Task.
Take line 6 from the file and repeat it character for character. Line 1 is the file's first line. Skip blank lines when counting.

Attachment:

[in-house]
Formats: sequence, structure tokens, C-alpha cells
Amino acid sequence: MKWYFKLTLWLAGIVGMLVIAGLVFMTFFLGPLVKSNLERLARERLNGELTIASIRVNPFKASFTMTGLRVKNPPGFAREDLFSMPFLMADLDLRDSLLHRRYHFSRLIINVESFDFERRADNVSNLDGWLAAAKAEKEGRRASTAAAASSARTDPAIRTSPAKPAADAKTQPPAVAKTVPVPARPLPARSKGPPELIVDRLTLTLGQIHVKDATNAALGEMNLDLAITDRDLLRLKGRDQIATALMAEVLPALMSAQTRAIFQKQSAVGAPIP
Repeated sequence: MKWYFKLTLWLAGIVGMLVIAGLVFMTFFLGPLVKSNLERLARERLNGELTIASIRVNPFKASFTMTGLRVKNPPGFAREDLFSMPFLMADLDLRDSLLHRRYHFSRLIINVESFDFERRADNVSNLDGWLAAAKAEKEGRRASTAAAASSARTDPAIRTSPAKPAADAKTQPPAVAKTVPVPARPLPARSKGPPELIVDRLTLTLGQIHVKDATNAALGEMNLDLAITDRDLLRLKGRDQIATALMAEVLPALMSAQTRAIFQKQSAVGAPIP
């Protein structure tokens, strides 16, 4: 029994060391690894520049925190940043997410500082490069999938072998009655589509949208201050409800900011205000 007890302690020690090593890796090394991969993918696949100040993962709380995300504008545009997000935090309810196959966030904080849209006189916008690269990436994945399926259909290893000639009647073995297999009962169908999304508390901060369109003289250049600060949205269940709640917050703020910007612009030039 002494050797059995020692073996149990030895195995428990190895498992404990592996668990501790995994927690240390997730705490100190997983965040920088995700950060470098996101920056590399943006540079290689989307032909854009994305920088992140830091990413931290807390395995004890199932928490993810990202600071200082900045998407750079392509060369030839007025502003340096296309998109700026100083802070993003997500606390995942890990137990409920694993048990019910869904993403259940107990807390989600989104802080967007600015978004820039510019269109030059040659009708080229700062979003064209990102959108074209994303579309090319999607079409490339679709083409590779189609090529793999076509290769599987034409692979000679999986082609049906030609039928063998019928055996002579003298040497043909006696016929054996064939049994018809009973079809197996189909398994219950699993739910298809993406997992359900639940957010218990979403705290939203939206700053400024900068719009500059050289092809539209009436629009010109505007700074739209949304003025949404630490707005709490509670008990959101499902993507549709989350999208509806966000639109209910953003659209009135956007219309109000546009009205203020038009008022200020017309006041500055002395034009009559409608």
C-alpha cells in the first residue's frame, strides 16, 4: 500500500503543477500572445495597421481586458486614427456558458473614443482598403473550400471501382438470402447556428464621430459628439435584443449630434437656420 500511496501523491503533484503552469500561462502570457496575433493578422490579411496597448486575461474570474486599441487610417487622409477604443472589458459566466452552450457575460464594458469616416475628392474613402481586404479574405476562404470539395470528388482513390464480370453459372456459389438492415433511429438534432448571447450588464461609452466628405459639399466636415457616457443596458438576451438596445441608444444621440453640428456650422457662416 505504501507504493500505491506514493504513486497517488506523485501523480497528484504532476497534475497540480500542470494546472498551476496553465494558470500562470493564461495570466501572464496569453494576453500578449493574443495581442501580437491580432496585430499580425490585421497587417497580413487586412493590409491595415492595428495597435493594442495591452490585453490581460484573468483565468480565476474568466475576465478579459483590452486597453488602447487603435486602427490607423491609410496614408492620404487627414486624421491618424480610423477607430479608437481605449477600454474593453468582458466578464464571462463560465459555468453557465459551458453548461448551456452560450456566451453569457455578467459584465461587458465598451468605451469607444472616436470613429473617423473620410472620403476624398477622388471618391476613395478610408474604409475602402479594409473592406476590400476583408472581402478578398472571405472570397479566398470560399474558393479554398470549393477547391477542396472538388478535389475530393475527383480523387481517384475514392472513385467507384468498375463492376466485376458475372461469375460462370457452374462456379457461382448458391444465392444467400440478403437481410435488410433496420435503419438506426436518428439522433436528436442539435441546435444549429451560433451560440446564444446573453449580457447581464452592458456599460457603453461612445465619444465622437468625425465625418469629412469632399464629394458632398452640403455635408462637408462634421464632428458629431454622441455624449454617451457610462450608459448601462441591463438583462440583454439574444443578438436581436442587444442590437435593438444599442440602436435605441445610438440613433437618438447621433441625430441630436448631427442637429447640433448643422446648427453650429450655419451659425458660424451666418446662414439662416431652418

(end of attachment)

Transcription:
C-alpha cells in the first residue's frame, strides 16, 4: 500500500503543477500572445495597421481586458486614427456558458473614443482598403473550400471501382438470402447556428464621430459628439435584443449630434437656420 500511496501523491503533484503552469500561462502570457496575433493578422490579411496597448486575461474570474486599441487610417487622409477604443472589458459566466452552450457575460464594458469616416475628392474613402481586404479574405476562404470539395470528388482513390464480370453459372456459389438492415433511429438534432448571447450588464461609452466628405459639399466636415457616457443596458438576451438596445441608444444621440453640428456650422457662416 505504501507504493500505491506514493504513486497517488506523485501523480497528484504532476497534475497540480500542470494546472498551476496553465494558470500562470493564461495570466501572464496569453494576453500578449493574443495581442501580437491580432496585430499580425490585421497587417497580413487586412493590409491595415492595428495597435493594442495591452490585453490581460484573468483565468480565476474568466475576465478579459483590452486597453488602447487603435486602427490607423491609410496614408492620404487627414486624421491618424480610423477607430479608437481605449477600454474593453468582458466578464464571462463560465459555468453557465459551458453548461448551456452560450456566451453569457455578467459584465461587458465598451468605451469607444472616436470613429473617423473620410472620403476624398477622388471618391476613395478610408474604409475602402479594409473592406476590400476583408472581402478578398472571405472570397479566398470560399474558393479554398470549393477547391477542396472538388478535389475530393475527383480523387481517384475514392472513385467507384468498375463492376466485376458475372461469375460462370457452374462456379457461382448458391444465392444467400440478403437481410435488410433496420435503419438506426436518428439522433436528436442539435441546435444549429451560433451560440446564444446573453449580457447581464452592458456599460457603453461612445465619444465622437468625425465625418469629412469632399464629394458632398452640403455635408462637408462634421464632428458629431454622441455624449454617451457610462450608459448601462441591463438583462440583454439574444443578438436581436442587444442590437435593438444599442440602436435605441445610438440613433437618438447621433441625430441630436448631427442637429447640433448643422446648427453650429450655419451659425458660424451666418446662414439662416431652418